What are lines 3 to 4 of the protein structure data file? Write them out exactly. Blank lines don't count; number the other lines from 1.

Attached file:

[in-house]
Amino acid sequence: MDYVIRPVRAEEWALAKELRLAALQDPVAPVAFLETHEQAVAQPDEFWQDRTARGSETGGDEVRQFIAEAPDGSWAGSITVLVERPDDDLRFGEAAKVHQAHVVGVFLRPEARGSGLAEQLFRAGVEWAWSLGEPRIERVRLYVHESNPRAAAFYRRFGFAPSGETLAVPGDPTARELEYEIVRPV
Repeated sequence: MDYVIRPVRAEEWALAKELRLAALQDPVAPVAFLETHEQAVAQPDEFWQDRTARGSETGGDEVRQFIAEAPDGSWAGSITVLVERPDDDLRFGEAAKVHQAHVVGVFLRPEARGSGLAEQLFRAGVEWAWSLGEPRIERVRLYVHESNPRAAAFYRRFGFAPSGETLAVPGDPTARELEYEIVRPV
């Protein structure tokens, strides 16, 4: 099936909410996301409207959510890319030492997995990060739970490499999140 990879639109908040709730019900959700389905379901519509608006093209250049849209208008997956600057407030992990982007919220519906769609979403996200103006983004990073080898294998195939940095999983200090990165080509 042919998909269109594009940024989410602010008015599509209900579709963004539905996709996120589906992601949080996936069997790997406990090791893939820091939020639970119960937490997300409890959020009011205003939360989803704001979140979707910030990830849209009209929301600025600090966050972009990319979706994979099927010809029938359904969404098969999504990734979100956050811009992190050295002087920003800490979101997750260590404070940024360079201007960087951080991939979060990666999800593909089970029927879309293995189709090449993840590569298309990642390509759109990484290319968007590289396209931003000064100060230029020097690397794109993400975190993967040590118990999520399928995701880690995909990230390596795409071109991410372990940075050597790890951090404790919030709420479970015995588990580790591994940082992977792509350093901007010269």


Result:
Repeated sequence: MDYVIRPVRAEEWALAKELRLAALQDPVAPVAFLETHEQAVAQPDEFWQDRTARGSETGGDEVRQFIAEAPDGSWAGSITVLVERPDDDLRFGEAAKVHQAHVVGVFLRPEARGSGLAEQLFRAGVEWAWSLGEPRIERVRLYVHESNPRAAAFYRRFGFAPSGETLAVPGDPTARELEYEIVRPV
């Protein structure tokens, strides 16, 4: 099936909410996301409207959510890319030492997995990060739970490499999140 990879639109908040709730019900959700389905379901519509608006093209250049849209208008997956600057407030992990982007919220519906769609979403996200103006983004990073080898294998195939940095999983200090990165080509 042919998909269109594009940024989410602010008015599509209900579709963004539905996709996120589906992601949080996936069997790997406990090791893939820091939020639970119960937490997300409890959020009011205003939360989803704001979140979707910030990830849209009209929301600025600090966050972009990319979706994979099927010809029938359904969404098969999504990734979100956050811009992190050295002087920003800490979101997750260590404070940024360079201007960087951080991939979060990666999800593909089970029927879309293995189709090449993840590569298309990642390509759109990484290319968007590289396209931003000064100060230029020097690397794109993400975190993967040590118990999520399928995701880690995909990230390596795409071109991410372990940075050597790890951090404790919030709420479970015995588990580790591994940082992977792509350093901007010269």